By Yoginder Sikand, TwoCircles.net,
One indicator of the development of a society is its female literacy rate and, related to this, the number of its female scholars. On both these fronts, India’s Muslims are among the lowest of all the communities in the country. This unfortunate fact provides a basis for negative stereotyping of the community, particularly in matters related to inter-gender relations.
This, however, is ironical, given that Islam is one of the few religions to have declared education to be a duty binding on all its followers, men as well as women. The irony is further heightened by the fact that early Islamic history provides examples of numerous Muslim women scholars who made valuable contributions to the intellectual life of their communities.
That little known story is precisely what this book is all about. It contains vignettes about scores of early Muslim women scholars, who could serve as major sources of inspiration to Muslims, including Muslim women, today if only they were more widely known, a task that the Maulana takes upon himself.
Name of the Book: Musalman Khawatin Ki Ilmi Khidmat (‘The Intellectual Contributions of Muslim Women’) (Urdu)
Author: Allama Syed Ghulam Mustafa Bukhari Aqeel
Publisher: Farid Book Depot, New Delhi
Reviewed by: Yoginder Sikand
Many of these early Muslim women scholars were experts in various Islamic sciences, in contrast to today’s case where we have few, if any, such female scholars. The book refers to Ibn Hajar Asqalani as writing that the early centuries of Islam record more than 1500 female scholars of Hadith, including several wives of the Prophet and his companions as well as women in succeeding generations. Many of these were also narrators of Hadith reports. Fatima bint Qais is said to have had long debates with the caliph Umar on an issue related to fiqh, and, so the book says, the majority of the ulema gave preference to her view. Similarly, the noted historian Khateeb Baghdadi mentions 32 famous female scholars of his times, and one of them, Karina Bint Ahmad Maruzia, taught him the collection of Hadith by Imam Bukhari. Likewise, the noted Muhaddith Imam Zahri described Umra Bint Abdur Rahman, a woman brought up by Hazrat Ayesha, as ‘an unending sea of knowledge’.
Several of these women scholars had male students, something quite inconceivable for many Muslims today. Thus, Ayesha Bint Sad bin Al-Waqas, a scholar of Hadith, had a large number of students, including the great Imam Malik. Imam Shafi, so the book tells us, would attend the lectures of Hazrat Nafisa, grand-daughter of Imam Husain. The Abbasid Caliph Malik Marwan would sometimes attend the lectures of a woman scholar Sahima Bint Yahya al-Osabia.
Other women wrote books on religious and other subjects, many of which, unfortunately, have been now lost. Fatima Nishapuri wrote a tafsir or commentary on the Quran; Zainab Bint Usman bin Muhammad authored several books on fiqh; Razia, sister of al-Hakim of Andalusia, wrote extensively on History and Geography; Aisha Khas, a noted calligrapher and musician, translated several books from Sanskrit and Greek and so on. The book also mentions several Indian Muslim families from royal families who were accomplished authors, mainly in the fields of Sufism, history and royal biography.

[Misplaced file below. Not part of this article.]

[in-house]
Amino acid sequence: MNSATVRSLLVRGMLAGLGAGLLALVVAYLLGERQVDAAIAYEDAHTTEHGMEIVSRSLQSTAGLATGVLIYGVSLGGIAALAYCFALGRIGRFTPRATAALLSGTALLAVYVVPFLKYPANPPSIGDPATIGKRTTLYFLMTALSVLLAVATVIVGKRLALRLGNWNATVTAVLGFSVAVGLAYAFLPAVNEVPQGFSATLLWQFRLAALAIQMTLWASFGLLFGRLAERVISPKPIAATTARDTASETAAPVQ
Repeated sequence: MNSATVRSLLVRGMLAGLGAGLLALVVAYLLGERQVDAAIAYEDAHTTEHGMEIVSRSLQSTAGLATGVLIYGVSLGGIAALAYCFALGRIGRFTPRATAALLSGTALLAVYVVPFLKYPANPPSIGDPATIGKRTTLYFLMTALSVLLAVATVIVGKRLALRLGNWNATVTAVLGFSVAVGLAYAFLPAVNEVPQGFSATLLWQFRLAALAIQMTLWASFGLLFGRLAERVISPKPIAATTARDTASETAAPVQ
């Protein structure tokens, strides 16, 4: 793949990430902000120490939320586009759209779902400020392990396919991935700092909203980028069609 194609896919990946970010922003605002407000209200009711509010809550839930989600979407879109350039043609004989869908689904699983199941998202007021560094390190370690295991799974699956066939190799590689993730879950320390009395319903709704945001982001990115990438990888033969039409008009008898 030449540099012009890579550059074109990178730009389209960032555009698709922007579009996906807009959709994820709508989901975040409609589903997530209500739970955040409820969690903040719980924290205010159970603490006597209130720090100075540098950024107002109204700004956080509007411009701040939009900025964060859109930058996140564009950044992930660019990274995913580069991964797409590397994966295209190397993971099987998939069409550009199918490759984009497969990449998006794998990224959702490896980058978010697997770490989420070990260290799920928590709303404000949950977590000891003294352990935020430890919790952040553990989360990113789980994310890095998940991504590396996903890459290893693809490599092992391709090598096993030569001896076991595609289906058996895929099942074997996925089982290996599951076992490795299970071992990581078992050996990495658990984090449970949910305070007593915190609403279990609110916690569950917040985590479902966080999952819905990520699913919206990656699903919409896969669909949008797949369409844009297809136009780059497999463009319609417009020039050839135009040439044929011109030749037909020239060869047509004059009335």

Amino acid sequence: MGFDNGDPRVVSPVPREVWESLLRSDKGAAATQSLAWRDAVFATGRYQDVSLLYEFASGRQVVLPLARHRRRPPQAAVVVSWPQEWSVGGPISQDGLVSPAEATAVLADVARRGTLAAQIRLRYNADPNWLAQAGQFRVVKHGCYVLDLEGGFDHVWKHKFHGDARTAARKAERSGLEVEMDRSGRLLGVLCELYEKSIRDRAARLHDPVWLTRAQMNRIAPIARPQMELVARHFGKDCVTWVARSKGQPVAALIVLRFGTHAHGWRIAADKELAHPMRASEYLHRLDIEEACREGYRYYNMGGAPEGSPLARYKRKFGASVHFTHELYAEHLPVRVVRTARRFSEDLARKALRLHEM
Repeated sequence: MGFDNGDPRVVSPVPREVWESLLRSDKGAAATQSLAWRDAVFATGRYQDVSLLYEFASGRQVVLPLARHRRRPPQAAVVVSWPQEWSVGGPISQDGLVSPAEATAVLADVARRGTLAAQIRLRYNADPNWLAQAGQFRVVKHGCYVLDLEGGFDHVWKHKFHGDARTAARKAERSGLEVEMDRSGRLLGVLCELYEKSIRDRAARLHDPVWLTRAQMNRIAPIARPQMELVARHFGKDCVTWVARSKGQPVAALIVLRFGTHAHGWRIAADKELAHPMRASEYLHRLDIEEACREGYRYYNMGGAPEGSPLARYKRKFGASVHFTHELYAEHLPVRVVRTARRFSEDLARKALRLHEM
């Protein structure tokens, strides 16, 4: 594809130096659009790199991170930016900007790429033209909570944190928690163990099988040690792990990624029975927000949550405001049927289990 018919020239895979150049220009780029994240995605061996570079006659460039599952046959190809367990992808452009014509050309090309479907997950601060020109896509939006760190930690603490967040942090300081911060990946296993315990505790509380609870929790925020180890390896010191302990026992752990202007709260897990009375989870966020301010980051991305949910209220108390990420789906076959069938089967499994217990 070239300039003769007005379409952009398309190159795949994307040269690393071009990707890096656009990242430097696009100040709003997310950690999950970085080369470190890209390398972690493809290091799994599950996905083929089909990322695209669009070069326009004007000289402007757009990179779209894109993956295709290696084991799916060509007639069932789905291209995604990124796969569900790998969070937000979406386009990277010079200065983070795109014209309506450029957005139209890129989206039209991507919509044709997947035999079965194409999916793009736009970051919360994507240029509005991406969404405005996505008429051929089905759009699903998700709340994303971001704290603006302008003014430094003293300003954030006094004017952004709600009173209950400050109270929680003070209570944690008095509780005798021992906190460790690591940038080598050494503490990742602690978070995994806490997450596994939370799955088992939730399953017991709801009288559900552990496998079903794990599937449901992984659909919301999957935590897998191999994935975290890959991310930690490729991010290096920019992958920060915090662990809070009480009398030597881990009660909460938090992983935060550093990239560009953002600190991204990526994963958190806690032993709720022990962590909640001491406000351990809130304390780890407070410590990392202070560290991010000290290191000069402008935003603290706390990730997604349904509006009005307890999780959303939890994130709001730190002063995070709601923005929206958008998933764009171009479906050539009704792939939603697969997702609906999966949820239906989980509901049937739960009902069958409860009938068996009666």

In this early period of Islamic history, numerous women founded madrasas, including some specifically for Muslim women. Thus, says the book, the first madrasa, as separate from a mosque as a centre for education, was founded by a woman, Fatima Bint Muhammad al-Fahari, in Morocco in the mid-ninth century. The enormous structure of the madrasa could accommodate some thirty thousand worshippers praying together.
Other notable women founders of madrasas in this period included Maryam Bint Yaqub, who established a girls’ madrasa in Seville, where besides the Islamic sciences, subjects like Philosophy, History, Geography, Mathematics, Astronomy and various crafts were taught; Bint Qazi Shihabuddin al-Tabari, whose madrasa catered to orphans; Tazkira Rabai Khatun’s madrasa in Egypt for poor girls; a school for training women in martial arts set up by Geti Ada Begum, daughter of Murad Khan, ruler of Zabulistan; and the Dar ul-Zubaida, a madrasa built on the spot of the Dar ul-Arqam, the place outside Mecca where the Prophet would himself teach his followers, built by Talib ul-Zaman Habshia, a female slave of the Abbasid Caliph Nasirbillah.
With such illustrious role models from their past, Muslim women today searching for their rights need not look elsewhere for inspiration. These early Muslim women show how Islam, as they and the men who supported their endeavours understood it, positively facilitated women’s scholarship and intellectual pursuit. In a context as in India today, where the number of female Islamic scholars is negligible and even books on Islam and women are still written almost wholly by men and are often shaped by patriarchal prejudices, these women provide numerous lessons that we could well profit from.